It turns out investors might have a voice after all when it comes to matters of fraud and punishment at the Securities and Exchange Commission. All they have to do, it seems, is ask.
That’s what lawyers for a Citigroup Inc. shareholder named Stanley Lerner soon found out after they filed a court brief complaining about the SEC’s sweetheart settlement agreement last month with the bank and two executives. The terms of the July 29 deal made no sense and let Citigroup’s officers and directors off too easy, Lerner’s attorneys told the federal judge presiding over the case.
The judge, Ellen S. Huvelle of the District of Columbia, proved to be a sympathetic ear. This week, Huvelle ordered the SEC to file a memo by Sept. 8 providing detailed answers to a litany of questions challenging the SEC’s handling of the case, many of which echoed Lerner’s objections.
The SEC accused Citigroup of committing negligent -- not intentional -- fraud when it told investors in 2007 that its risk of losses on subprime mortgages was $43 billion less than it actually was. (Negligent fraud: Now there’s an oxymoron.) The SEC proposed a $75 million fine, which would be borne by Citigroup shareholders. Those include the U.S. Treasury, which still owns an 18 percent stake in the twice-bailed-out bank.
The SEC didn’t file fraud allegations against anyone who worked at Citigroup, though. Instead the SEC claimed the two executives, former Chief Financial Officer Gary Crittenden and former investor-relations head Arthur Tildesley, had engaged in mere disclosure violations. Crittenden agreed to pay $100,000 in a separate SEC proceeding. Tildesley, who still works for Citigroup in a different job, was fined $80,000.
Naturally, the defendants didn’t admit or deny the allegations. It’s as if it would be possible to have fraud without living, breathing fraudsters.
Among Judge Huvelle’s queries: How did the SEC come up with the $75 million figure? Why didn’t the SEC accuse Citigroup of intentional fraud? What was the SEC’s evidence in the case? And why did it bring claims against only two individuals? She also asked the SEC for its thoughts on a three-page list of non-monetary sanctions proposed by Lerner, including the selection of a court-appointed auditor to assess Citigroup’s accounting practices; no Big Four accounting firms would be eligible.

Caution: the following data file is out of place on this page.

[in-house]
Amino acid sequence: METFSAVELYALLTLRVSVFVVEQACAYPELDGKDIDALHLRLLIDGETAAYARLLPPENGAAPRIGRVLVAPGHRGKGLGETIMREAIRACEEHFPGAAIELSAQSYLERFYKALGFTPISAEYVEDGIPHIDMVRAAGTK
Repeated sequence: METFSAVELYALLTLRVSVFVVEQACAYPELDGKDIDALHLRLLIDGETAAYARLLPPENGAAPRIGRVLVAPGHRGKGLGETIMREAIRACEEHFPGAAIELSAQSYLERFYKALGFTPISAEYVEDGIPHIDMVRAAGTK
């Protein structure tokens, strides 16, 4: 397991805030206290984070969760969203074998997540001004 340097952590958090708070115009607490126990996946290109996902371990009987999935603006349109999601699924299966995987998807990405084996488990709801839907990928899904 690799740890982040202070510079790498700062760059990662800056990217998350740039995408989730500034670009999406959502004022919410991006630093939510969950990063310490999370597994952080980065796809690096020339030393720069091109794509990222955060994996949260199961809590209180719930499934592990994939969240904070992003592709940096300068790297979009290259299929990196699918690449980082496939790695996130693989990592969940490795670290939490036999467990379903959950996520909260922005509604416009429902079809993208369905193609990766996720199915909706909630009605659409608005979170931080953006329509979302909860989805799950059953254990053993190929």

U.S. District Judge Jed Rakoff of New York paved the way for this kind of activism last year when he rejected a $33 million settlement between the SEC and Bank of America Corp. over alleged disclosure violations. Rakoff reluctantly approved a later deal that included greater penalties.
What makes the events in the Citigroup case unique is Lerner’s role. In 13 years of covering such cases, I had never heard of a shareholder filing a friend-of-the-court brief asking a judge to reject an SEC settlement as inappropriate, though it seems like a perfectly reasonable thing for a ticked-off investor to do. Don’t be surprised if this starts a trend.
“To our knowledge it’s never been done before,” said Richard Greenfield, one of Lerner’s attorneys at the New York law firm Greenfield & Goodman, who’s been practicing securities law for almost 40 years. “I’m surprised I hadn’t thought of it many years earlier. I’m embarrassed I hadn’t.”
Tom Newkirk, a 19-year veteran of the SEC’s enforcement division who’s now a partner at Jenner & Block in Washington, said he hadn’t seen the tactic before, either. “Who’s to say it hasn’t happened before? But I can’t recall it ever happening,” said Newkirk, the SEC enforcement division’s associate director from 1993 to 2004. Neither Newkirk nor his firm is involved in the Citigroup case.
Lerner, a resident of Boca Raton, Florida, also is the plaintiff in a shareholder derivative lawsuit filed in a New York state court by the same lawyers, seeking damages on Citigroup’s behalf from 24 current and former executives and directors. The defendants in that case include Robert Rubin, the former Treasury secretary who once led Citigroup’s executive committee, and former Chief Executive Officer Charles Prince.
Were Huvelle to approve the SEC settlement in current form, the defendants in the other suit probably would use that to argue there was no serious wrongdoing at Citigroup, because otherwise the SEC would have imposed more severe penalties and identified the individuals responsible for the alleged fraud. Lerner has asked Huvelle for permission to make an appearance in the SEC case, on the grounds his lawyers can advance arguments about the settlement’s substance that neither Citigroup’s attorneys nor the SEC’s are willing to make.
More power to him. For all the SEC’s talk about getting tough on crooks, the cozy arrangement with Citigroup smacks of a whitewash. This shouldn’t come as a shock. As former SEC Chairman Christopher Cox warned in a December 2008 speech, the government undermines its ability to enforce the law when it takes stakes in companies it’s supposed to be regulating.
“Rules that might be rigorously applied to private-sector competitors will not necessarily be applied in the same way to the sovereign who makes the rules,” Cox said, less than two weeks after Citigroup landed the second installment in its $45 billion government bailout.
Here’s hoping Judge Huvelle puts the SEC and Citigroup through the wringer.
(Jonathan Weil is a Bloomberg News columnist. The opinions expressed are his own.)
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